Monday, January 7, 2008

Clemens Files Defamation Suit



Today brought news that William Roger Clemens has filed a defamation lawsuit against Brian McNamee, the guy who fingered Clemens during the Mitchell Report investigation. You can find a copy of the complaint Clemens filed here. Not to be repetitive, but this is going to provide some fireworks.

One of the reasons why this will provide some fireworks is because among the elements that Clemens must prove in his suit is that McNamee told the Mitchell investigators things that McNamee knew to be false. So, Clemens must show be a preponderance of the evidence that he didn't use any steroids. Similarly, one way for McNamee to defend against Clemens' lawsuit is to show that Clemens did in fact take steroids.

Another reasons why this could get very, very interesting is that Clemens is going to have subpeona power to compel some people to testify about what they know. He'll also have the power to get records from all sorts of people regarding his alleged steroid use. The type of evidence that he could collect is as wide-ranging as the Mitchell Report itself. This could have the effect of either validating the Mitchell Report or showing it to be a fraud, an over-reaching attempt by baseball to show that it's trying to do something about performance enhancers. This is going to be fascinating if for no other reason than Clemens could (indirectly) go on his own witch hunt just to clear his name, if it can be cleared.

10 comments:

SayHey Kid said...

Judging by his appearance on 60 minutes, he looked as if he was going to bite Mike Wallace's head off. He was THAT angry about the report.

DC&H- If Clemens does manage to win this case, what would this mean for the Mitchell report? Does it become null and void? What would you see as the next step if there is a "Clemens is found innocent" headline??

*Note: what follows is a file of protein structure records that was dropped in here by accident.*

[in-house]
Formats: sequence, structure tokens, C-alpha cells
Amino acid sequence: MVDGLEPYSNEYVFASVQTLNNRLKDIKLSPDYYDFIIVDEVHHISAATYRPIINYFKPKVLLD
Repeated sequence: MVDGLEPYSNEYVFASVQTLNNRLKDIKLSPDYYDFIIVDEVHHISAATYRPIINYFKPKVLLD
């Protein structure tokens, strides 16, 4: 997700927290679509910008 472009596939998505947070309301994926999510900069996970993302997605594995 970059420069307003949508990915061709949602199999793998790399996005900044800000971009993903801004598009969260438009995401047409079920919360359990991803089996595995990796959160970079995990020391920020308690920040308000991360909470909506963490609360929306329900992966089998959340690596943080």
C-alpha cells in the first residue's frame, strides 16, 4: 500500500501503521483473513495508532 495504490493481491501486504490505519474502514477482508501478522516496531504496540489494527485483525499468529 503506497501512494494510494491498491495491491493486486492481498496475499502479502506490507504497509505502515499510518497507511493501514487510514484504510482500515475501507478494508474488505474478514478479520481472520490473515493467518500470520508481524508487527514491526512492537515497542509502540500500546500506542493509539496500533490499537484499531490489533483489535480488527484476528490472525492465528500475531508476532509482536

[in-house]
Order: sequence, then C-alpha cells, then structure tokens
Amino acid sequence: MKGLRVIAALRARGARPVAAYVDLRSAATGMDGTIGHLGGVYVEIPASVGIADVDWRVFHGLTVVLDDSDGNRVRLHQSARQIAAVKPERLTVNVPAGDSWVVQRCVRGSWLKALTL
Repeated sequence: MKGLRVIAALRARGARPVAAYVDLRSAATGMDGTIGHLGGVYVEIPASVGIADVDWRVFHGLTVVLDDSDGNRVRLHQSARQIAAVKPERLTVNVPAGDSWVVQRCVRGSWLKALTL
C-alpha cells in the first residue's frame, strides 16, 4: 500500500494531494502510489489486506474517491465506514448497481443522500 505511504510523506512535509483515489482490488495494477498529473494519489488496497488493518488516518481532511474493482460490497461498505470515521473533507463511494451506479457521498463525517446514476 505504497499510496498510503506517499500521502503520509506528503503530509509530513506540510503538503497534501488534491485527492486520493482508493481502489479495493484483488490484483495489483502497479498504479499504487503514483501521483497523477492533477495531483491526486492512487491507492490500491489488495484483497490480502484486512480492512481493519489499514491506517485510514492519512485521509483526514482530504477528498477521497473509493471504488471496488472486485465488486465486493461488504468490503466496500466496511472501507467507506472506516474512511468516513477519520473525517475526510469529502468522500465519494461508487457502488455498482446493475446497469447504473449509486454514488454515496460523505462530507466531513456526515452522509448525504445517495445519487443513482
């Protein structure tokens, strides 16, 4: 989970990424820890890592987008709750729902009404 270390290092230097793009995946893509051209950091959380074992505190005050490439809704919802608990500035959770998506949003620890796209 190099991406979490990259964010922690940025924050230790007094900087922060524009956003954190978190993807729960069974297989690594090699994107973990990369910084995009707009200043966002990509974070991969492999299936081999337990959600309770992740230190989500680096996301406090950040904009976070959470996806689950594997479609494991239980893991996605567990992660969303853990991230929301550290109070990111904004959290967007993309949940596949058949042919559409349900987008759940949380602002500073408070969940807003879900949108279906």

For the record, I do hope he was clean.

Shane Rollins said...

From what I understand defamation isn't as tough to prove as perjury is, but in this case it's much of the same of a he said he said case. Clemens has no evidence (that we know of) to prove that he was clean, and McNamee already has evidence that what he said was true (A.Pet).

I think this is actually Clemens' only way to try to prove he is innocent since everyone always says why don't they sue if they're clean, he's trying exactly that. Clemens I believe is pissed because his ego wanted him to go down as the greatest pitcher ever and this jeopardizes it.

SayHey Kid said...

If anyone has ever seen or read about his offseason workout, then you know he is a resident badass. I somewhat agree with you Shane, but instead of his ego being damaged it would be the perception that his offseason regimate was a fake, when in fact, in his own mind, it was brutal and very real.

I wonder how McNamee plans on defending himself here? Other that eye witness reports; Since he allegedly juiced him in his own apartment.

Like DC&H said, this will get very ugly. Clemens may have to suit up for another year just to pay his legal team.

Dewey, Cheatem, & Howe said...

Sayhey - this wouldn't make the Mitchell Report null and void in any legal respect that I'm aware of, mostly because I don't think that the Report has any "teeth" to begin with. But what could happen is that Clemens makes the report look a lot less credible by uncovering evidence that refutes what McNamee had to say.

Because Clemens is a public figure (the following test would change for you or I because our privacy as private citizens is considered much more important to us), he'll need to show by a preponderance of the evidence that McNamee 1) published (basically spoke to at least one other person) 2) false statements 3) about Clemens 4) that McNamee knew were false and 5) with malice.